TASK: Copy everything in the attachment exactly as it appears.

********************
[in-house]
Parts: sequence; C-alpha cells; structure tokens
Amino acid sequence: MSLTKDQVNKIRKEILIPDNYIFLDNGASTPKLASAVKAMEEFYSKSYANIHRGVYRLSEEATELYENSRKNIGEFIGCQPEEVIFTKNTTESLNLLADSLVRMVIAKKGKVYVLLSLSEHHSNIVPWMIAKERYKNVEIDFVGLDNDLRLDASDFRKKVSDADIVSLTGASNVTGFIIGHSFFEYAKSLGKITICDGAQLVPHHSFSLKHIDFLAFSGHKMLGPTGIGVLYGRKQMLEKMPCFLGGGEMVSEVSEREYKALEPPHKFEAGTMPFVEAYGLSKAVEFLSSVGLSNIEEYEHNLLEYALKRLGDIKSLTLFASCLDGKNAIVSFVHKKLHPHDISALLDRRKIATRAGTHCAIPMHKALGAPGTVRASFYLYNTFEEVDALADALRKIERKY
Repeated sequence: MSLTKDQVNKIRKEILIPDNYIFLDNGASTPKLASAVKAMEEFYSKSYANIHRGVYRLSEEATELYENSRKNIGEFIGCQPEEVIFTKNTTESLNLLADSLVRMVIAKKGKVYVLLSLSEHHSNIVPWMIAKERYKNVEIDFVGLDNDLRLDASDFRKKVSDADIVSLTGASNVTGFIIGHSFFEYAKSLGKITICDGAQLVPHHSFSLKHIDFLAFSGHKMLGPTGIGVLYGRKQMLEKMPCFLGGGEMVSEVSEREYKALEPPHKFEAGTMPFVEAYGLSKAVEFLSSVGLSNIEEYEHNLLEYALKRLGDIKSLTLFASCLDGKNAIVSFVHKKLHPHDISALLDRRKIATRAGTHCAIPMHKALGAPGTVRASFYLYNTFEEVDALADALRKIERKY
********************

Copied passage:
[in-house]
Parts: sequence; C-alpha cells; structure tokens
Amino acid sequence: MSLTKDQVNKIRKEILIPDNYIFLDNGASTPKLASAVKAMEEFYSKSYANIHRGVYRLSEEATELYENSRKNIGEFIGCQPEEVIFTKNTTESLNLLADSLVRMVIAKKGKVYVLLSLSEHHSNIVPWMIAKERYKNVEIDFVGLDNDLRLDASDFRKKVSDADIVSLTGASNVTGFIIGHSFFEYAKSLGKITICDGAQLVPHHSFSLKHIDFLAFSGHKMLGPTGIGVLYGRKQMLEKMPCFLGGGEMVSEVSEREYKALEPPHKFEAGTMPFVEAYGLSKAVEFLSSVGLSNIEEYEHNLLEYALKRLGDIKSLTLFASCLDGKNAIVSFVHKKLHPHDISALLDRRKIATRAGTHCAIPMHKALGAPGTVRASFYLYNTFEEVDALADALRKIERKY
Repeated sequence: MSLTKDQVNKIRKEILIPDNYIFLDNGASTPKLASAVKAMEEFYSKSYANIHRGVYRLSEEATELYENSRKNIGEFIGCQPEEVIFTKNTTESLNLLADSLVRMVIAKKGKVYVLLSLSEHHSNIVPWMIAKERYKNVEIDFVGLDNDLRLDASDFRKKVSDADIVSLTGASNVTGFIIGHSFFEYAKSLGKITICDGAQLVPHHSFSLKHIDFLAFSGHKMLGPTGIGVLYGRKQMLEKMPCFLGGGEMVSEVSEREYKALEPPHKFEAGTMPFVEAYGLSKAVEFLSSVGLSNIEEYEHNLLEYALKRLGDIKSLTLFASCLDGKNAIVSFVHKKLHPHDISALLDRRKIATRAGTHCAIPMHKALGAPGTVRASFYLYNTFEEVDALADALRKIERKY